The team evaluated the sensitivity and specificity of MR imaging in assessing the activity of Crohn's disease.
The findings of the study were published in the December issue of the American Journal of Roentgenology.
A total of 30 symptomatic patients with Crohn's disease, but uncertain disease activity, were enrolled in the study. All were prospectively examined using MR imaging.
Of these patients, 29 were scored using the Crohn's disease activity index.
The subjects were given 600 ml of water orally and 1 mg of glucagon intramuscularly before imaging.
Breath-hold images were obtained using T2-weighted turbo spin-echo, T1-weighted fast low-angle shot, and fat-suppressed gadolinium-enhanced T1-weighted fast low-angle shot sequences.
Two radiologists, who were unaware of the patient's symptoms, clinical scoring, and other imaging tests, assessed the images.
The radiologists reached a consensus about the imaging findings (bowel wall thickening, bowel wall enhancement, and perienteric changes) and determined the absence or presence of active disease in each patient.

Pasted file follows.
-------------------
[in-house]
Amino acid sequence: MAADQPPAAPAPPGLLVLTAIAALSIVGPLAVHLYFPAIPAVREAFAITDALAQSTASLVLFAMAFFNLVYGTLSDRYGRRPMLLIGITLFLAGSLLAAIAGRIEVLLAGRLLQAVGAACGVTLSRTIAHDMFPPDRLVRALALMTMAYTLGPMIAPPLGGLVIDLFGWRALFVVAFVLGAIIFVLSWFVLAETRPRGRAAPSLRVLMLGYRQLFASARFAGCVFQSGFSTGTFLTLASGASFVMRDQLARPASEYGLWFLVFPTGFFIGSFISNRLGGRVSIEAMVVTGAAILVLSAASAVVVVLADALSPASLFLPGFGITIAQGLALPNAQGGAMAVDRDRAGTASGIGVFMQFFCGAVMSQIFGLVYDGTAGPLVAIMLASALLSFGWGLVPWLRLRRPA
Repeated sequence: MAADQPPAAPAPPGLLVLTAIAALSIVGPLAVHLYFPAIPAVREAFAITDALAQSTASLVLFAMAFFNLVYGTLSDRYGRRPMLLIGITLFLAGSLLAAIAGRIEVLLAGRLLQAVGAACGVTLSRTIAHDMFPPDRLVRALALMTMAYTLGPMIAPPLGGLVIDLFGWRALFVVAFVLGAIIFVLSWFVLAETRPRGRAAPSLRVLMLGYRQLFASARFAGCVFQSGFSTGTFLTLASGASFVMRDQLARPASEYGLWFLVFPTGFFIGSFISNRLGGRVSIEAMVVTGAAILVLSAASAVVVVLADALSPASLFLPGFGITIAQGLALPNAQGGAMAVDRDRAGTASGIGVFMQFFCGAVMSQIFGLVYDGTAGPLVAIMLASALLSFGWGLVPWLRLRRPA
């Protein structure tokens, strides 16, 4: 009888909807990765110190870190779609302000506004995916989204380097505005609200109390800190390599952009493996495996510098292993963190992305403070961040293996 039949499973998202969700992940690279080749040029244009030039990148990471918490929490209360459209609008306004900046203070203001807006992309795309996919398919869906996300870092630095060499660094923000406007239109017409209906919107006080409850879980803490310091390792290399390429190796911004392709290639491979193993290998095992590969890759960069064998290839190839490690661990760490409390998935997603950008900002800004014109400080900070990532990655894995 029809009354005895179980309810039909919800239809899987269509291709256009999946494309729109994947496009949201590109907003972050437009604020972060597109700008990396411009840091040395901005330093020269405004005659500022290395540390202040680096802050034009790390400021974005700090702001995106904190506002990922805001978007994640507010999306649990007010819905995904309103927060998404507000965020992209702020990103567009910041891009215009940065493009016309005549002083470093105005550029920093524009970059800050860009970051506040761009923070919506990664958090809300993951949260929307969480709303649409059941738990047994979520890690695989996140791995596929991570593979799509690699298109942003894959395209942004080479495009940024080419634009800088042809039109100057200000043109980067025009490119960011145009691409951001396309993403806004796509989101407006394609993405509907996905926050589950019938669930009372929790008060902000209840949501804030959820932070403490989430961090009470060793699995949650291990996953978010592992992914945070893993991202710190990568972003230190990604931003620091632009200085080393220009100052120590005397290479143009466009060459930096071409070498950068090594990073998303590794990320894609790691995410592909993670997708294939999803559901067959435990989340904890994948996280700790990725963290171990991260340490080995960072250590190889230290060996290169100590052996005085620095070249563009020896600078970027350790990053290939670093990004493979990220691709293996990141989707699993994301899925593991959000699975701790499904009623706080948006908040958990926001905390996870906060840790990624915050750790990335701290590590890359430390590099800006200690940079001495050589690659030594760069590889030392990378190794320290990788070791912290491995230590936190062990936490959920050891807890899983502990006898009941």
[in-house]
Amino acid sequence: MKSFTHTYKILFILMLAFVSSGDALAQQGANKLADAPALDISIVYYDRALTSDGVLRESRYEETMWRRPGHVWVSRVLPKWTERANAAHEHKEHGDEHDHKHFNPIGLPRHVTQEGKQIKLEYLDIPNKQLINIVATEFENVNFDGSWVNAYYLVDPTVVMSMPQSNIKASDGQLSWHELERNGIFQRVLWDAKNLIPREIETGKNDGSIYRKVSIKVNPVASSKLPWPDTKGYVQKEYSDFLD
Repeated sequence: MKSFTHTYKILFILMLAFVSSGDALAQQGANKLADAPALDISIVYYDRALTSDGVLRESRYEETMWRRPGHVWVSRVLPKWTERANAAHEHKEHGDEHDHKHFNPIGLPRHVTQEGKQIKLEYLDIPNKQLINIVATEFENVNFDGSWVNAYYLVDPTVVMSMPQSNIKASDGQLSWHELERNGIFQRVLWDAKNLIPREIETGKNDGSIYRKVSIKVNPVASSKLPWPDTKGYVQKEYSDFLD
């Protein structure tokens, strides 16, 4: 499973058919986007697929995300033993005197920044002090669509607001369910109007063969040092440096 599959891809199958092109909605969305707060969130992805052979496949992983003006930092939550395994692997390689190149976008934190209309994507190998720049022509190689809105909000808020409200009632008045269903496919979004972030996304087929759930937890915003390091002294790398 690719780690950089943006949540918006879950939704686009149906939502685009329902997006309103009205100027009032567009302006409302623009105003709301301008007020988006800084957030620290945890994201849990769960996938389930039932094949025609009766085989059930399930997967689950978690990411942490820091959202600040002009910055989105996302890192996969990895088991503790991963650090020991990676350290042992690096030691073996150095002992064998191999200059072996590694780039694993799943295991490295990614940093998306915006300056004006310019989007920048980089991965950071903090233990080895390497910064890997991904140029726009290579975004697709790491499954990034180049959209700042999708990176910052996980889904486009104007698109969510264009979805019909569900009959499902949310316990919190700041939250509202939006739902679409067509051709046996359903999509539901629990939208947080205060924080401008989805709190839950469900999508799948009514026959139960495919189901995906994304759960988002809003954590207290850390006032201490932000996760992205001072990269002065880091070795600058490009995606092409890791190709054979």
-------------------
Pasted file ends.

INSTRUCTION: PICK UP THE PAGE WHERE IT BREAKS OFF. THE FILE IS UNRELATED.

MR imaging findings were correlated with endoscopy and surgery.
|MR imaging for Crohn's (per patient basis):|
|American Journal of Roentgenology|
The researchers found that 23 patients had active disease and 7 patients had inactive disease.
Of a total of 168 bowel segments, 124 were examined with both MR imaging and endoscopy or surgery.
On a per patient basis, MR imaging was found to have an overall sensitivity of 91% and a specificity of 71% for active disease.
The Crohn's disease activity index had a sensitivity of 92% and a specificity of 28%.
On a per segment basis, MR imaging had a sensitivity of 59% and a specificity of 93%.
Bowel wall thickening of greater than 4 mm, bowel wall enhancement, and increased mesenteric vascularity were useful in identifying active disease.
It was additionally found that a layered enhancement pattern after the IV administration of gadolinium was highly specific for active inflammation.
Author D. M. Koh, of the Department of Radiology at the Chelsea and Westminster Hospital, London, concluded on behalf of the group, "MR imaging is useful in assessing the activity of Crohn's disease and may be helpful when clinical scoring is equivocal."